The negotiations first got underway on Jan. 24 at the union's headquarters in New York City.
The current contract is set to expire on March 6.
According to the trade weekly, Equity's new agreement proposal calls for salary increases of 3 percent in the contract's first year and 4 percent in both the second and third years, plus an increase in overtime rates. LORT, meanwhile, wants to freeze all salaries, increments, overtime, and per diem rates. LORT also want to reduce salaries in experimental theatres.
Equity is also fighting for higher contributions from LORT theatres to health care funds.
The LORT contract is used by 80 nonprofit theatre across the United States, including New York City's powerful Lincoln Center Theater and Roundabout Theatre Company. As far as the generation of jobs is concerned, it is the most important pact Equity governs over. The LORT contract was responsible for 55,270 work weeks in the 2003-2004 season, representing 15.4 percent of all Equity earnings. Equity executive director and chief negotiator Alan Eisenberg said in a statement, "LORT is one of Equity's most important bargaining agreements, generating more than 8,200 individual employment contracts each year, more than any other contract including Broadway and the Road."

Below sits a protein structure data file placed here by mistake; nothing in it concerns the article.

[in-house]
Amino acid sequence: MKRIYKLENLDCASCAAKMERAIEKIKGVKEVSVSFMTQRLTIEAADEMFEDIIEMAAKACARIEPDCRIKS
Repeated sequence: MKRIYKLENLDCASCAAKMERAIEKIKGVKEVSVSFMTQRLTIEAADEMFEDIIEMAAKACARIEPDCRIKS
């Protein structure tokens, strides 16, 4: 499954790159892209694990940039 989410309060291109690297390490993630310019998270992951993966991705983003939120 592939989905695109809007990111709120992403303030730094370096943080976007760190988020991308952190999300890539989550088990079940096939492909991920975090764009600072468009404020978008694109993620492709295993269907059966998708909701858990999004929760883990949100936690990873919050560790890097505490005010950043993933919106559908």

Equity's negotiating team will be comprised of 18 members, representing Equity's three regions and job functions, including principals, chorus and stage management. The chair of the negotiating team will be Equity councillor Robin Gammell. In addition to Eisenberg, Equity's Eastern Regional Director Carol Waaser, senior business representatives Zalina Hoosein, and Joe Garber, business representatives Susan DeGracia, Lawrence Lorczak, Beverly Sloan and George Quick will participate from the union's staff.
Michael Maso, general manager of the Huntington Theatre Company, will serve as the LORT team's chief negotiator.